Now this is still gardening after all, so not everybody made it, but I was thrilled. I had seeded several parts of my yard with prairie and/or savanna seed mixes in previous years, but it was up to the plant gods to decide which species would emerge. Here I had specifically chosen some species that stubbornly refused to show up in the mix, in the hopes of introducing more robust individuals who already had a head start.


The ironweed and leadplant, after some careful nurturing, went in the ground just before thanksgiving, their scraggly upper portions belying the considerable root systems they'd hidden in the cone-tainers.


Sprigs of junegrass, a prairie icon I'd paid for half a dozen times but never seen grow, dotted the edge of my plantings and senesced peacefully with the rest of the prairie.


I actually ran out of space for all the seedlings of show-stopping large-flowered foxglove, and had to begrudgingly let my wife put some in her garden. Their parent plant produced another copious crop this summer, but I opted not to collect quite so many seeds this year.


When it was all said and done, I couldn't believe how easy it was. Aside from a little bit of midsummer watering I hadn't had to do almost anything besides scatter some seeds on top and try to keep critters off the deck. I thought of my parents, both gardeners, who had fussed almost constantly with their plants growing up.


To be sure, their particular style of gardening had a few more variables since it featured lots of ornamentals and vegetables. But there's a definite smug satisfaction in having a yard full of plants that I grew, feeding butterflies and bees and costing me very little in time or materials.


For extra smugness, I can relish in the fact that I personally picked most of these seeds (with permission), so I know their origin. I know they're familiar with the local weather and soils.


Winecup, a hard-to-buy native that I hand collected this fall

My maternal grandfather, supposedly, had a legendary garden in the small town of Hanover, Illinois. My mom always spoke about how people would drive from all over to come and see it.

I never got to see it as he passed before I was born, but whenever I stick a trowel in the ground I think about him. I hope against hope that just a little smudge of his green thumb found its way down to me, and that I can continue using winter sowing to help more prairie plants find their way to new locales.


Looking Back

O.W.L.S. wrapped up the 2023 session with a visit to the Richardson-Jakway historic site on November 16th. The site, featuring a home built by Abiathar Richardson in 1849, is today a popular site for history buffs and nature lovers alike (thanks to the nearby Jakway Woods), making it a fitting end for this year's O.W.L.S. theme of "Iowa: Then and Now."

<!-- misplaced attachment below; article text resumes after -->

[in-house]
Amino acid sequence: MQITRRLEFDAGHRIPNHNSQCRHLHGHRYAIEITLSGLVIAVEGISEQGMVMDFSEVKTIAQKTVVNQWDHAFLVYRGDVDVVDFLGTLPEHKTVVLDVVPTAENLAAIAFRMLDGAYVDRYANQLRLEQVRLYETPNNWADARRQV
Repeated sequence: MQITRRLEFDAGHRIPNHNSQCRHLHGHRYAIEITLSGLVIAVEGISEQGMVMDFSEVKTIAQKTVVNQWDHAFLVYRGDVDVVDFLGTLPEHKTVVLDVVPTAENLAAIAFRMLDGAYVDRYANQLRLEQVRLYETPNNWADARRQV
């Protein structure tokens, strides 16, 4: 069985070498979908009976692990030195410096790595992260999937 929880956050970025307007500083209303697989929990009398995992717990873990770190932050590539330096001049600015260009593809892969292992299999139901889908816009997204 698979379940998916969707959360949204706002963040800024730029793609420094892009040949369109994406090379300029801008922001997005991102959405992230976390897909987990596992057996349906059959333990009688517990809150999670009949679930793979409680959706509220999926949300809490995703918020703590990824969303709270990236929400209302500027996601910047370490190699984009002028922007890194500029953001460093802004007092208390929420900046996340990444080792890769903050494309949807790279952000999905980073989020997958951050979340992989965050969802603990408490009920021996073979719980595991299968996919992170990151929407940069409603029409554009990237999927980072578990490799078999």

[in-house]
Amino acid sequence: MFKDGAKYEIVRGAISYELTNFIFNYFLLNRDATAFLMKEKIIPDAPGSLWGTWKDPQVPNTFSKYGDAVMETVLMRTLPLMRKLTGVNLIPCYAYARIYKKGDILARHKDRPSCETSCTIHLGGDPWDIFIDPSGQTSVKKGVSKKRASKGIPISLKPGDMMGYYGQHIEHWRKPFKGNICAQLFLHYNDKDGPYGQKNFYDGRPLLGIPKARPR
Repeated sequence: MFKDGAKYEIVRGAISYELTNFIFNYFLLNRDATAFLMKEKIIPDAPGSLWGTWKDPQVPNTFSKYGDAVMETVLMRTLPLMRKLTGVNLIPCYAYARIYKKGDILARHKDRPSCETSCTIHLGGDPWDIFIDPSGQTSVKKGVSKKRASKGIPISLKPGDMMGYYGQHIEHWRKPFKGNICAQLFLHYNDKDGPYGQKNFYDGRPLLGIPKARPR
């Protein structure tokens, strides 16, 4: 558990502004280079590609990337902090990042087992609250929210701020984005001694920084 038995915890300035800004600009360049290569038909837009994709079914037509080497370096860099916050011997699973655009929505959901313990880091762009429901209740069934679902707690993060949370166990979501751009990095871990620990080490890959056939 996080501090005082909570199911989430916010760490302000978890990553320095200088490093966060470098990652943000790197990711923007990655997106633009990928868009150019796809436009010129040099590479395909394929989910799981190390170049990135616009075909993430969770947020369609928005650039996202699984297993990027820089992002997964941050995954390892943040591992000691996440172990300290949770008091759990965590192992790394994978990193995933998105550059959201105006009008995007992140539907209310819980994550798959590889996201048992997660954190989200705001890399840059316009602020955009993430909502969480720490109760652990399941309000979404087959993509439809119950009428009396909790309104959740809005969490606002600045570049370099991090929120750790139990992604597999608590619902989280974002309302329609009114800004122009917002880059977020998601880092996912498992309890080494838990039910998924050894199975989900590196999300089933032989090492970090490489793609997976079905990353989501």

The Motor Mill Bridge Lighting saw the hard work of the Motor Mill Elves come to fruition on November 18th. If you missed the official opening festivities, don't worry, the lights will be on nightly until the end of the year so make sure to take an evening cruise and enjoy the

scenery!

We've also had a fair bit of noise going on around HQ this month; Ray's Excavating has continued moving dirt around for the new campground here at Osborne, and Dan Jones Logging has been helping us meet the area sensitivity requirements for grassland birds by clearing an old overgrown fenceline on the north side of the park! Things will look different when all is said and done, but then again the only constant in nature is change.


Looking southeast from the archery range at two newly-connected prairie parcels


Looking Forward


Thursday, December 7th we will once again deck the halls for our annual Holiday Walk here at Osborne! This year will see a colorful cast revisiting the ideas told in 1972's The Lorax, an eco-classic who's lessons resonate even 50 years later - but what might Suess have written if he'd penned it today? Come on out to find out! Also a reminder as we get into second shotgun season that shotgun hunting is permitted at the following parks: Becker East & West Wildlife Areas, and the Pleasant Ridge Wildlife Area. All other parks prohibit shotgun hunting; please report any suspicious activity and be cautious when using huntable areas in season! Last but not least, if you're looking for a quiet getaway this winter, have we got the deal for you! We're offering Buy One Get One stays at the Motor Mill Inn from January 1st-April 30th! In other words, get yourself a whole weekend of solitude for the price of a Friday night. And if you haven't seen the Mill site in winter, boy are you in for a treat...



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Clayton County Conservation is now accepting applications for 2024 seasonal positions. Visit our Employment/Attracting Success page for info!